Subthalamic Neurostimulation May Improve Quality of Life and Motor Function in Early Parkinson Disease
EBM Focus - Volume 8, Issue 8
Medical treatment is generally effective for the control of motor symptoms that occur early in Parkinson disease. In advanced disease, deep brain neurostimulation of the subthalamic nucleus (or globus pallidus) is recommended for patients with motor fluctuations and dyskinesia unresponsive to medical treatment. In these patients, neurostimulation has been associated with reduced motor disability and improved quality of life. This treatment is commonly delayed until over a decade into the course of the disease. A recent randomized trial investigated the effects of earlier neurostimulation treatment in patients with Parkinson disease showing early signs of motor complications.
A total of 251 patients (mean age 52 years, mean duration of disease 7.5 years) were randomized to subthalamic neurostimulation plus medical therapy vs. medical therapy alone for 2 years. All patients had fluctuations or dyskinesia present for ≤ 3 years and mild-to-moderate impairment in social and occupational functioning. Best medical therapy was assessed for each patient based on European Federation of Neurological Societies and Movement Disorder Society guidelines. Patients were excluded for dementia, major depression with suicidal thoughts, or disease duration < 4 years. Quality of life was assessed with the 39-item Parkinson Disease Questionnaire (PDQ-39) and motor symptom severity assessed with Unified Parkinson’s Disease Rating Scale part III (UPDRS-III).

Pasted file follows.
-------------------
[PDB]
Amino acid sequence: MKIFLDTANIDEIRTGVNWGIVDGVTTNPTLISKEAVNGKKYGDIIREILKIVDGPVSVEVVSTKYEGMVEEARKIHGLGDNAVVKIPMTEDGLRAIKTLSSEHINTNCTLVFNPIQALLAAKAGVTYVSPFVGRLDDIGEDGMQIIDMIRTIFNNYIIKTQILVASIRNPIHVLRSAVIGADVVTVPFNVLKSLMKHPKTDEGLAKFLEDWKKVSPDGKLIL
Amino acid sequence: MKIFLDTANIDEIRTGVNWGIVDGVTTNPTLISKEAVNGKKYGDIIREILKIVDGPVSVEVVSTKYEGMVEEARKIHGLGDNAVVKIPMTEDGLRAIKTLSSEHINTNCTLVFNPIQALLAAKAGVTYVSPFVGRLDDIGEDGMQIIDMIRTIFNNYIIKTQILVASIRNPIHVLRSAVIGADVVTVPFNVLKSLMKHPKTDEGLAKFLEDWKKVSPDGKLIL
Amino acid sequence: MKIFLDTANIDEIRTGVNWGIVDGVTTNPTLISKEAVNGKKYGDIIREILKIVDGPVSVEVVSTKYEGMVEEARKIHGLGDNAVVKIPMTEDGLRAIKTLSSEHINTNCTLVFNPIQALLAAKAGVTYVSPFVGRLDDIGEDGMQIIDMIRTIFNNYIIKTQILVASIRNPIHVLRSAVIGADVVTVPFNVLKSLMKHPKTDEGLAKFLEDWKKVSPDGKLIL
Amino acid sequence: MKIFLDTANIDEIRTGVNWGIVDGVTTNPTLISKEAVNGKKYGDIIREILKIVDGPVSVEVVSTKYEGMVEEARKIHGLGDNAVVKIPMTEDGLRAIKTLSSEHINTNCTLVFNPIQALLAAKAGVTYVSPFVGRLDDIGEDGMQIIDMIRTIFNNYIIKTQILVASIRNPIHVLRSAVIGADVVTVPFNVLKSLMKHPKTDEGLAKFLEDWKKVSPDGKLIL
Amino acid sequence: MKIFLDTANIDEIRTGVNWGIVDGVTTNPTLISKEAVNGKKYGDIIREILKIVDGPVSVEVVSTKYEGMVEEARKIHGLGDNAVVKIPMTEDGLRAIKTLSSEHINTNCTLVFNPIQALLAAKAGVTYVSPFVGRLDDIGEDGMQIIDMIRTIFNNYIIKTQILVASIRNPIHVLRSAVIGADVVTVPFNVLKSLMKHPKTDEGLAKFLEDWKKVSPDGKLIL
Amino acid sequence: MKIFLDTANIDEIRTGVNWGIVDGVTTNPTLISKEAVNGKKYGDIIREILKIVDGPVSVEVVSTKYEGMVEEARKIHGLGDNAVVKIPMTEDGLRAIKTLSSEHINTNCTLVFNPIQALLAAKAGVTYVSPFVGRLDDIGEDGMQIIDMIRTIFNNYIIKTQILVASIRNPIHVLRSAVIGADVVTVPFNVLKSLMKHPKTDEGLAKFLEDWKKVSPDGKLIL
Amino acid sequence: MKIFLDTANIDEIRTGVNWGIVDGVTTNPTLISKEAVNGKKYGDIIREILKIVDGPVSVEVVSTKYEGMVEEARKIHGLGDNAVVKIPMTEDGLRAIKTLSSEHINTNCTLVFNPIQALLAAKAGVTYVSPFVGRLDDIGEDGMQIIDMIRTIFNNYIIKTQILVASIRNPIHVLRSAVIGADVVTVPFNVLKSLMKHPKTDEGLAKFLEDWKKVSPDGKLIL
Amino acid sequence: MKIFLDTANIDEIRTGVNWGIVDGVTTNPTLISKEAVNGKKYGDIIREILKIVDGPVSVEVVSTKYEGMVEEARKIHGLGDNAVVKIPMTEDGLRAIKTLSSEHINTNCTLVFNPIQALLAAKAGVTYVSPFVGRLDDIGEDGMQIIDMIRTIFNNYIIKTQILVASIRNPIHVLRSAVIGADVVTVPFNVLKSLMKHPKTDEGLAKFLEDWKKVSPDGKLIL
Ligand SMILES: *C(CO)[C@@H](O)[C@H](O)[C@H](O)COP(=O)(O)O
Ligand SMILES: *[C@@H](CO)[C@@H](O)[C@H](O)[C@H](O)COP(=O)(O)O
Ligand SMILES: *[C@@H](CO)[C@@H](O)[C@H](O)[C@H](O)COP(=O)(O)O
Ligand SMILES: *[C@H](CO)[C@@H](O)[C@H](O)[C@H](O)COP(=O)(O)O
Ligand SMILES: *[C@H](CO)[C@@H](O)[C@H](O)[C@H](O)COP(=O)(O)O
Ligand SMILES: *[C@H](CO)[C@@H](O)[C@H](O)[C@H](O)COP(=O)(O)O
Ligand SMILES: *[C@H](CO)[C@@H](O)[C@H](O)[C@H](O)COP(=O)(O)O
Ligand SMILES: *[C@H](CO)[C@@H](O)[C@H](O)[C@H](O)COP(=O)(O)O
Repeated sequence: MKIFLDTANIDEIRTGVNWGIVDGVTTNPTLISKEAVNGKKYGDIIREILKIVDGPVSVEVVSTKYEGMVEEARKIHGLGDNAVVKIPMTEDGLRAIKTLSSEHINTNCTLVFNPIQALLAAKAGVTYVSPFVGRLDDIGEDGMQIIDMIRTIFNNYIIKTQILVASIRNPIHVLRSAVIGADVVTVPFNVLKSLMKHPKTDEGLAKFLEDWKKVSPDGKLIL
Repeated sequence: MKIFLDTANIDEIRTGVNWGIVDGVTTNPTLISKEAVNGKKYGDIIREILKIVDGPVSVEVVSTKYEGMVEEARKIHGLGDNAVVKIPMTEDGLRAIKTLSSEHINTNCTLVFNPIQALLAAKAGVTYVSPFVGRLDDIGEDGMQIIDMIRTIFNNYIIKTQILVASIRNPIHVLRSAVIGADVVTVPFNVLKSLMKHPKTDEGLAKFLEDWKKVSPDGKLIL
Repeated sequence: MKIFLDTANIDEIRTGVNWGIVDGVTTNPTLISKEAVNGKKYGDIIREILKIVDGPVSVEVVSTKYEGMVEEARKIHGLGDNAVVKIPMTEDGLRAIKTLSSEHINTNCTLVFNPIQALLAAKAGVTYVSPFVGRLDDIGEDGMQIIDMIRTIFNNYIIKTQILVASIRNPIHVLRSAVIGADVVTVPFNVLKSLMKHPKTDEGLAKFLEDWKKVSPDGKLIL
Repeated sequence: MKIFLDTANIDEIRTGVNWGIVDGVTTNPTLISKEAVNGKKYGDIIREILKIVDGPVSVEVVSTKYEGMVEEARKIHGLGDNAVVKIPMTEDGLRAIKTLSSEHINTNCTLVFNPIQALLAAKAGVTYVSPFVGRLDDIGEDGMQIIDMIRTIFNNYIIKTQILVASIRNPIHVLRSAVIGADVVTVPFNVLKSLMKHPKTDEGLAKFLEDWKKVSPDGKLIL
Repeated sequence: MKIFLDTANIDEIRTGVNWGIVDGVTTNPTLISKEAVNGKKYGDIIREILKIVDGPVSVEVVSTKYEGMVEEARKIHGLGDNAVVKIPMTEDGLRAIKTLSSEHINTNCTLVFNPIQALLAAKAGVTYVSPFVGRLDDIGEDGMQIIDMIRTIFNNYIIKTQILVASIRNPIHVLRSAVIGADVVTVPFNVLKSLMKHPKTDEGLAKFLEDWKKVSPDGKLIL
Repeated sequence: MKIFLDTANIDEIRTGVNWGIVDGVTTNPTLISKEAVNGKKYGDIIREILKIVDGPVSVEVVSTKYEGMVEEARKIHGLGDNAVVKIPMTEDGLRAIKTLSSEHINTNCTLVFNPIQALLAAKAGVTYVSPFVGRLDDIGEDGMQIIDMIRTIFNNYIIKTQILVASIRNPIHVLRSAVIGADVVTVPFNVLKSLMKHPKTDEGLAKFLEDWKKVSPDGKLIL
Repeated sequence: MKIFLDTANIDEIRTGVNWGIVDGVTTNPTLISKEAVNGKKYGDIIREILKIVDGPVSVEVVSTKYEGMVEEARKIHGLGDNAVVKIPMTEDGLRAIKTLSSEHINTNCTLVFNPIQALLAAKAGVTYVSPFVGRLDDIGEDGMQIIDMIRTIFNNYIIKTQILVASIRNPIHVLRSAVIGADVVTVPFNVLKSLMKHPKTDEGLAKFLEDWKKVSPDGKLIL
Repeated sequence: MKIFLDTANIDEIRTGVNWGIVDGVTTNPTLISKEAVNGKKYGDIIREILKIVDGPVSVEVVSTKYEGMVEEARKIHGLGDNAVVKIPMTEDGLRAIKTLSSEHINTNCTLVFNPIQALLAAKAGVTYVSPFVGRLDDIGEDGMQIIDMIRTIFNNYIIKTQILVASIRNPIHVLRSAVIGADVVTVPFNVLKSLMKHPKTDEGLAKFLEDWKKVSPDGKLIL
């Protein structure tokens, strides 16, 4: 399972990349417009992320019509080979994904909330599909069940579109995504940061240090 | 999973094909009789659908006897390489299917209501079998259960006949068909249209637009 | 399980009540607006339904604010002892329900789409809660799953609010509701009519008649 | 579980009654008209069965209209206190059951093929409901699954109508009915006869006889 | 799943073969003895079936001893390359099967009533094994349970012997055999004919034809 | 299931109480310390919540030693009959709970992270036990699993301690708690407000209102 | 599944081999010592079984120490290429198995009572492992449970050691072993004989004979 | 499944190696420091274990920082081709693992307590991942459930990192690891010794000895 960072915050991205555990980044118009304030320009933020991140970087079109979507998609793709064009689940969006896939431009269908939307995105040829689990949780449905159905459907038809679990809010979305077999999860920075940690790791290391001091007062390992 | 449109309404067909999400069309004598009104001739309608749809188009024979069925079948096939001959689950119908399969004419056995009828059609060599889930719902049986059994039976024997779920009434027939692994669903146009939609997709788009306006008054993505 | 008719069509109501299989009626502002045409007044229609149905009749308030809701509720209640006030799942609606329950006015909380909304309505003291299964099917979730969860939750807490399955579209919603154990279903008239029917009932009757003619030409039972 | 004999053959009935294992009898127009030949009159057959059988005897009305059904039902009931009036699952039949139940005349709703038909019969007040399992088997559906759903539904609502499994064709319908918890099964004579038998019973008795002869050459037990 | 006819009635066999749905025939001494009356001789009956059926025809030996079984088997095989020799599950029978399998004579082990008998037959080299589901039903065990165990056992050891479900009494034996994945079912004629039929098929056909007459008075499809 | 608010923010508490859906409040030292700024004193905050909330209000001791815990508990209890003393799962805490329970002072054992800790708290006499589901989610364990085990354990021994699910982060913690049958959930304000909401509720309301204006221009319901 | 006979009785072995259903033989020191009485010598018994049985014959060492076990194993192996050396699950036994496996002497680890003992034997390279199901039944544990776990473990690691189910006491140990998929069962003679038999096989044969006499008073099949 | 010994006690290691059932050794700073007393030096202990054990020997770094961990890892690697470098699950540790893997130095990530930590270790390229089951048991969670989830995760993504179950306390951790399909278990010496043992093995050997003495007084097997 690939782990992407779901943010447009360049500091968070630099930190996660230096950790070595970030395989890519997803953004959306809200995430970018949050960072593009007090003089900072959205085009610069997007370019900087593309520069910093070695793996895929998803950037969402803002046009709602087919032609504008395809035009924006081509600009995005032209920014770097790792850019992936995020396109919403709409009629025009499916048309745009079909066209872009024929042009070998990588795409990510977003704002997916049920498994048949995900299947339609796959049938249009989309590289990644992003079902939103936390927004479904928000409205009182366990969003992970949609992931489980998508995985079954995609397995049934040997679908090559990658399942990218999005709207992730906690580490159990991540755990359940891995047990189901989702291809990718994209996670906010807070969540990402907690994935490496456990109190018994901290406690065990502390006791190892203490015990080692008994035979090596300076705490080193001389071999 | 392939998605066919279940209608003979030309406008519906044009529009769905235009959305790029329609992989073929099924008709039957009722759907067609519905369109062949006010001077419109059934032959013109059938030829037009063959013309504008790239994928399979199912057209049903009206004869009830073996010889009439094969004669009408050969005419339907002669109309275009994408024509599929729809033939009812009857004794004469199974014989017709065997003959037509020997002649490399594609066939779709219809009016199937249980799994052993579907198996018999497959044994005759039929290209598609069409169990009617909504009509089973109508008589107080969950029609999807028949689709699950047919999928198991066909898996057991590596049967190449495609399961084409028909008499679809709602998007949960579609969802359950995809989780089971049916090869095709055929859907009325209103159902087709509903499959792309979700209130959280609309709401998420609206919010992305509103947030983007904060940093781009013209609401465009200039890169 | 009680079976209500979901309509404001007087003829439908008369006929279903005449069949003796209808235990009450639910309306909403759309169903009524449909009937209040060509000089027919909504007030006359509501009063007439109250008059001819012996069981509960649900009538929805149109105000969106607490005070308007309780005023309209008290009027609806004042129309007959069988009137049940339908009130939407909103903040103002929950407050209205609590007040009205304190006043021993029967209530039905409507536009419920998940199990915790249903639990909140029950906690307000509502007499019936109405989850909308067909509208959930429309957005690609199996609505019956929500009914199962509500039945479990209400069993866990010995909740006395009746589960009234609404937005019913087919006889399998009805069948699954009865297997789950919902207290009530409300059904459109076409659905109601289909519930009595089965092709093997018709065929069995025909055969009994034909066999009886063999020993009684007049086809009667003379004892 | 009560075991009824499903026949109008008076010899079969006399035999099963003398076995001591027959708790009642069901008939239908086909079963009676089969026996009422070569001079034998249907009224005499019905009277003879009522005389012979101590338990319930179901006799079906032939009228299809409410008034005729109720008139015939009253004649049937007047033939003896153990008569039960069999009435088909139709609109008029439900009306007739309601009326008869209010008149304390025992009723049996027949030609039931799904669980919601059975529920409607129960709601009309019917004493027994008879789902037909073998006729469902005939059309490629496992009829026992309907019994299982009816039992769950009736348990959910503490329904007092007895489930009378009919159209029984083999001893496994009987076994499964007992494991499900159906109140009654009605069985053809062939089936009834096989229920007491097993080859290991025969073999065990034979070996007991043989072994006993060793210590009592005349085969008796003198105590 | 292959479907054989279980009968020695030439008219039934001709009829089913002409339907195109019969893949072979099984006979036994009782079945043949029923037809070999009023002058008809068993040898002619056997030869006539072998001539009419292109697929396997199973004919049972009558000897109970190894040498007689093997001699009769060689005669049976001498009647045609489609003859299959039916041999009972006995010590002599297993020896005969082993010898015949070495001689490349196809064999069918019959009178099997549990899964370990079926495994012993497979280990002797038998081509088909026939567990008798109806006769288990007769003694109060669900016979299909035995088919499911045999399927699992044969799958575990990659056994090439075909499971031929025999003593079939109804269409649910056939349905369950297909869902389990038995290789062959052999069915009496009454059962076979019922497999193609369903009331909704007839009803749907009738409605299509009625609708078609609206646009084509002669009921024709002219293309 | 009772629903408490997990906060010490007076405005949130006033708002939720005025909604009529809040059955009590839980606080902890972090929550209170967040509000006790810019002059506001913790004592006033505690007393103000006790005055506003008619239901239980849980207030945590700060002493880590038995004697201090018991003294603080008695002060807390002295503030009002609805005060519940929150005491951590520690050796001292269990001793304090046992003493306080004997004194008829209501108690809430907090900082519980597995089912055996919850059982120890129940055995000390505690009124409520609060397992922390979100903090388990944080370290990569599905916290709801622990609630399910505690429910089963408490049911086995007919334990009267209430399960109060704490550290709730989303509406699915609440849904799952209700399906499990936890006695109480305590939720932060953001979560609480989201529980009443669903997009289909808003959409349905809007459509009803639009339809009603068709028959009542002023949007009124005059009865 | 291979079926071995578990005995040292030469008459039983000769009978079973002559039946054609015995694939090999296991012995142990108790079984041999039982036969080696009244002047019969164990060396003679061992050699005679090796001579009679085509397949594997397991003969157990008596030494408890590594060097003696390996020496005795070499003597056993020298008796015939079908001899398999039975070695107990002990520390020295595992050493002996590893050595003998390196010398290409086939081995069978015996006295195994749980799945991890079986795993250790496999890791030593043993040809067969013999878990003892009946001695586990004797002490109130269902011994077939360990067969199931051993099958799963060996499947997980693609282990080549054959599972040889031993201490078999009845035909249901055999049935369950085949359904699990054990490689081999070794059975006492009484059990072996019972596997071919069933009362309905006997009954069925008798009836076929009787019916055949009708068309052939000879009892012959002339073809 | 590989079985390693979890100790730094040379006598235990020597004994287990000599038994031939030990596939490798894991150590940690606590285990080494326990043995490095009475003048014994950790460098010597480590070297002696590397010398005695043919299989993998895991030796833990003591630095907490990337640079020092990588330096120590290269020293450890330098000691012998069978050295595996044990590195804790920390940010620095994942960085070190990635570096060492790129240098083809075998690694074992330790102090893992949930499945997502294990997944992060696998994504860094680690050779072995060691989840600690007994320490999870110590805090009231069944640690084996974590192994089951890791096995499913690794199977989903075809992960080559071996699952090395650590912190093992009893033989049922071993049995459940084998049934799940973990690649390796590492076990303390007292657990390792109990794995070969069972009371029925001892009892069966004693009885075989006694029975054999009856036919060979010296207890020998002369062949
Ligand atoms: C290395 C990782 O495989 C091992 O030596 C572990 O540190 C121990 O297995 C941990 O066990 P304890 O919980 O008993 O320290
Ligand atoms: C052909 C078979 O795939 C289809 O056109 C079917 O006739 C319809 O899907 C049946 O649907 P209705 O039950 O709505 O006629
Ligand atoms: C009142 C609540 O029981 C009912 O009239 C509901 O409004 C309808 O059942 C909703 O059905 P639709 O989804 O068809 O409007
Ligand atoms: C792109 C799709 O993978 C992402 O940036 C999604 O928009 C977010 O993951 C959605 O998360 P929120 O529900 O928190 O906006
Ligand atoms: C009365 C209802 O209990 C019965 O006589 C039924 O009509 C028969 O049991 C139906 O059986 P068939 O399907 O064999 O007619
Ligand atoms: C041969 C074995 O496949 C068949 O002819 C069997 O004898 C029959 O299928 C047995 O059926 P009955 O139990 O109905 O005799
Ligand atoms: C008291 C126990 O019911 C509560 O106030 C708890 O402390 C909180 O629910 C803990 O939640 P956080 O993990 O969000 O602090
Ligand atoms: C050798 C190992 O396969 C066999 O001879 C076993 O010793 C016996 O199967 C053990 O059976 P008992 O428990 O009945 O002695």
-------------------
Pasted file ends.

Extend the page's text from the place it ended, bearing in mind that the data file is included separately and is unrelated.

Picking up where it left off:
Subthalamic neurostimulation was associated with a 26% mean improvement in quality of life scores compared to a 1% worsening with medical therapy alone (p = 0.002). Mean motor symptom severity scores improved by 30% with neurostimulation and worsened by 12% with medical therapy alone (p < 0.001). Neurostimulation was also associated with significant improvements in levodopa-induced motor complications, time with good mobility and no dyskinesia, and with reduced daily levodopa dose. The primary outcome assessments were unblinded. Secondary blinded assessments (without intention-to-treat analysis) corroborated the primary findings. Adverse events were common with serious adverse events occurring in 55% of the neurostimulation group vs. 44% of the medical-therapy group. Serious adverse events specifically related to the surgical implantation or the neurostimulation device occurred in 18% of patients.
For more information, see the Parkinson disease topic in DynaMed.